Internationally known; Aman is a brand that originates from the British Isles. Founded in 1988 with the vision of building a collection of intimate retreats with the warm hospitality of a gracious private residence. The very first Aman Spa to be built outside the world-renowned resorts was The Connaught in the UK. To complement their spa treatments there’s also skincare and at-home body care range that reflects each of the rituals of the treatments. All ingredients are 100% sustainably sourced, certified organic, wild-harvested and first pressed at the source.

Espa, is an internationally known spa brand but very much homegrown. If you’ve visited a hotel spa in the last few decades you’ve more than likely come across them. Espa is the brainchild of Susan Harmsworth, MBE, she has had a passion for health and wellbeing since her childhood. Her grandmother was a herbalist and her mother was in medicine.  Susan also ran the world-exclusive Grayshott Hall Spa (on a personal note … after graduating from Beauty Therapy College; Grayshott was the ‘health farm’ we all aspired to work at).  Her early experiences gave her the vision of combining health and beauty, mind and body, natural and scientific.  Believing prevention is better than cure Susan integrated complementary medicine into the business, bringing in naturopaths, osteopaths, acupuncturists and physios. And in 1993 Espa the facial and body care was launched.  

Elemis skincare is very personal for me.  I worked for their mother company, Steiner spa salons — on cruise liners as a beauty therapist -thirty ‘odd’ years ago. Not only did we use Elemis oils for massage; but we also received training from the innovative thinker and co-founder Noella Gabriel. Noella has become world-renowned for her knowledge, award-winning and iconic creations, Pro-collagen Cleansing Balm, need I say more.   Her love, enthusiasm and energy for her craft were so infectious, it’s one thing I’ve never forgotten and something I feel every time I use Elemis.  

As I previously mentioned; intrigue about the ability and creativeness of British skincare happened on the introduction to Ark Skincare.  Ark Skincare’s ethos is all about empowering their consumer to celebrate the age they are. Their age-specific products ensure the skin’s needs are addressed, making it easier for the consumer to navigate.  Protect for teens & 20s, Defend for 30s & 40s, & Defy for those over 50.  Their belief in avoiding irritants like Parabens, SLS, mineral oil, S.D. Alcohol, Formaldehyde, and Artificial Colours & Fragrances is the first step in achieving optimum skin.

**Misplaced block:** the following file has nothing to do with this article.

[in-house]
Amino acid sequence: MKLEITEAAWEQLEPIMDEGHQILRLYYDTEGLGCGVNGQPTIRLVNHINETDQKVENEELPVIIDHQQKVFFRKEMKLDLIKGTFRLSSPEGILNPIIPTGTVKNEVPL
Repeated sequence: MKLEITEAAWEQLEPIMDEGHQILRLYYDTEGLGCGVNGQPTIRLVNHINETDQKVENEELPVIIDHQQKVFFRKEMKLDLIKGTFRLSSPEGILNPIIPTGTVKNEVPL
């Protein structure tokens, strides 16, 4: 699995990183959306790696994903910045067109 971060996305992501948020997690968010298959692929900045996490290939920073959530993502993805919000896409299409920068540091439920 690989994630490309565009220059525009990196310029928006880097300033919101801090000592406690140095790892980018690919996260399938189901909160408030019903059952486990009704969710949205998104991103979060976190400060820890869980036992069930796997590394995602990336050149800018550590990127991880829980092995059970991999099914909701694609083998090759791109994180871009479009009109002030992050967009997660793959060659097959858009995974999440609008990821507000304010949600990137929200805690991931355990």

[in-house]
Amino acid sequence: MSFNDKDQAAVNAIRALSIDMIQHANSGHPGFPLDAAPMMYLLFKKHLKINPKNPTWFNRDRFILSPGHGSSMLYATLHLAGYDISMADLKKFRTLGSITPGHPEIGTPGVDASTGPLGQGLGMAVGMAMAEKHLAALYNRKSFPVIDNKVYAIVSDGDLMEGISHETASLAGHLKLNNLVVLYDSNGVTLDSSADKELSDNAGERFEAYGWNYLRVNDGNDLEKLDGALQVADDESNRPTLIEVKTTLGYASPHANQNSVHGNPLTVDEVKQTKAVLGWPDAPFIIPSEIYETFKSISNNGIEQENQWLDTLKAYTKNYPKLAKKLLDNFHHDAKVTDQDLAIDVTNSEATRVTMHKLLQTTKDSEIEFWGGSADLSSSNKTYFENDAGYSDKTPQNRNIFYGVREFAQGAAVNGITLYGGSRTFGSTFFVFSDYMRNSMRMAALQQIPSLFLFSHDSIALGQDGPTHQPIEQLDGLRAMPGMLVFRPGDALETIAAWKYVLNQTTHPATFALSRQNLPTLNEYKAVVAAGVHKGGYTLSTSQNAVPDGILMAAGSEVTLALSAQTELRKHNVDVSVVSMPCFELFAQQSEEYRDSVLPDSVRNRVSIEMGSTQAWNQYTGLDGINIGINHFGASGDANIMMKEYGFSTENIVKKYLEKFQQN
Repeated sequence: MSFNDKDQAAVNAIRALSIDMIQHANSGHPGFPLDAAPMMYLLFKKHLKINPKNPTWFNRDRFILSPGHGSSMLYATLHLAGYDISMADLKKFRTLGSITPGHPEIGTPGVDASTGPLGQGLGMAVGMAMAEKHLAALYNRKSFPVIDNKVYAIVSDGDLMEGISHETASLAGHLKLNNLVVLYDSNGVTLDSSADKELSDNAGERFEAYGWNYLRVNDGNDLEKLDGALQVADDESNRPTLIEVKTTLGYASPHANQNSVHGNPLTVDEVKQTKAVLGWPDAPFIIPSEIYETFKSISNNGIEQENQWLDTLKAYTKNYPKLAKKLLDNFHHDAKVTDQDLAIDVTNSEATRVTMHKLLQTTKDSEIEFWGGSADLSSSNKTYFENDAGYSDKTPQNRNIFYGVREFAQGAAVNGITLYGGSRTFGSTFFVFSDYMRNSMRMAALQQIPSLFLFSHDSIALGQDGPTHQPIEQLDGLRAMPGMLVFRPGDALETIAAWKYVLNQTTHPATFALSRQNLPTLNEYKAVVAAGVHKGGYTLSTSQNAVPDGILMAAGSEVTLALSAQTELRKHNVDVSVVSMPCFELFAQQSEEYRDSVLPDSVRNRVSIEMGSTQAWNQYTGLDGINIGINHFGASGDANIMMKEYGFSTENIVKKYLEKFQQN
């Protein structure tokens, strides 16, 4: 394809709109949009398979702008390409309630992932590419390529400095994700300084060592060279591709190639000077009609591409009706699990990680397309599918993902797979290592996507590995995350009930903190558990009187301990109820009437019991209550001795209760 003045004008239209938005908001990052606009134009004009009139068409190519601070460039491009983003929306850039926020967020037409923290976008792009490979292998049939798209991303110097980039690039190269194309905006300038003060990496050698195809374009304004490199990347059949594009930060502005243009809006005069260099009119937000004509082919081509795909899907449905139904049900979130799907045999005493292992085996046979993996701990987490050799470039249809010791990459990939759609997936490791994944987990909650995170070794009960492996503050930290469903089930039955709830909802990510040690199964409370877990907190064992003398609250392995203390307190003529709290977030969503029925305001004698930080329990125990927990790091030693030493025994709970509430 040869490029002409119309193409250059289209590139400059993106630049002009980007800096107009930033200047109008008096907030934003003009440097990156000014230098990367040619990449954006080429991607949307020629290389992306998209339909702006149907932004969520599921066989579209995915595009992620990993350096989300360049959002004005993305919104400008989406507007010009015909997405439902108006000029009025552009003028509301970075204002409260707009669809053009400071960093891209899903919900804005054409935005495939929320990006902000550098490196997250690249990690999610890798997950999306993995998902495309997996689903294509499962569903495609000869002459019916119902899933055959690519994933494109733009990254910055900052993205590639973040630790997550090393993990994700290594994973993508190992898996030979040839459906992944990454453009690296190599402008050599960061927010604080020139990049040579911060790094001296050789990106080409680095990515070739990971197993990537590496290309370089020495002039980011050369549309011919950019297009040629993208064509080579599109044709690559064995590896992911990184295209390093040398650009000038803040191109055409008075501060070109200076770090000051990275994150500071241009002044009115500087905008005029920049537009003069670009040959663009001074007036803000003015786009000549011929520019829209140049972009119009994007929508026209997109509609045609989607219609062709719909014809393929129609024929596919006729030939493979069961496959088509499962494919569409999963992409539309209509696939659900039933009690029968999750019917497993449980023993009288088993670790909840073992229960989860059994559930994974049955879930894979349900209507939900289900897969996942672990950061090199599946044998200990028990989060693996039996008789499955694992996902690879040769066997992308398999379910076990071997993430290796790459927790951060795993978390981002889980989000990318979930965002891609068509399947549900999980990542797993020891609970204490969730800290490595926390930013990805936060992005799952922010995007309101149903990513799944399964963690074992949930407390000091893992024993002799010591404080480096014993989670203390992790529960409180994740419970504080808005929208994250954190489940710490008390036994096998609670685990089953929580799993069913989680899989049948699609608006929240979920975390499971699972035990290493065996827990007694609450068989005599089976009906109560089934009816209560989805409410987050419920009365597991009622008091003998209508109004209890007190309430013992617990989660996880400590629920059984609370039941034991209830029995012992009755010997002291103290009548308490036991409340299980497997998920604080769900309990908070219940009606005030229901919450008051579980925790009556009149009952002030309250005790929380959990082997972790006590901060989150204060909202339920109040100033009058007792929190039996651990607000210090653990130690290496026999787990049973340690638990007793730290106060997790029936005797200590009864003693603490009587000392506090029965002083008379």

Founder Joy Isaacaas was born in South Africa but we are claiming her brainchild Argentum Apothecary as British. Because it was while living in England she had a dream and clear vision to use the healing power of silver.  Joys knowledge of silver started with her mother using colloidal silver spray to treat scratches and burns to prevent infections (something she has continued with her own family).  I also learned from Joy that surgeons use silver-infused wound dressings post-surgery. Argentum has patented two vital ingredients, Silver Hydrosol and DNA HP* for their anti-bacterial properties and cell regeneration. These ingredients also have an amazing ability to carry 10,00 times their weight in water.  The le masque Infini silver mask is a blast!

As the founder of Daylesford Organic Farm some forty years ago; Carole Bamford has been the ultimate champion for sustainability. The rest of us have been trying to catch up with her ever since.  The need to work in harmony with nature is Carole’s ethos of sustainable and mindful living. To treat nature with respect, to give back and not just take take take.  ‘What we put onto our body is as important as what we consume’; is the Bamford skincare belief.  Carole has taken every aspect of life into account through her work in organic farming, holistic healing and ethically minded luxury clothing. Bamford has become one of the most trusted organic brands out there. Every time I see their logo I can’t help but smile with delight. I only wish I could fill my whole house with them.

Michele Scott-Lynch is the founder of Bouclème. She created this speciality haircare brand because she could not find natural products that were serious about curls.  When told Bouclème was British I recall how pleasantly surprised I was.  That’s because when it comes to naturally curly hair we tend to look across the pond (USA) for leadership.  But Michele is showing the way, especially when it comes to nature and the extra nourishing required for curly/afro hair.

Charlotte Mensah‘s, – award-winning hairstylist and creator – experiences and knowledge were ignited while living abroad.  Born in England to Ghanaian parents; Charlotte grew up with her Grandparents in Accra, Ghana, as a baby. She returned to London at eleven years old.  She recalls watching her Grandmother and mother style the hair of family and friends, this ignited her love of all things hair.  Organic and sustainably and ethically sourced Manketti Oil (mainly produced by women’s co-operatives in Namibia & Botswana) is the centre of Charlotte’s hair care range.  It has a high content of linoleic acid, lots of vitamin E and Omega 6, copper, iron, calcium, and magnesium.  It’s ideal for conditioning hair due to its hydrating, regenerating, and restructuring properties. The vitamin E content makes it a natural sunscreen.

And finally but not least … I’d like to give an honourable mention to the following ‘Beautiful British’ brands: Organic Pharmacy; Conscious Skincare; Neal’s Yard; We Are Faace; Balance Me; Wildsmith Skin; Medik8; Aromatherapy Associates; This Works; AromaWorks.

British Beauty Week (5 – 11 September).

If you enjoyed reading Beautiful British then why not read An Ode to Art Here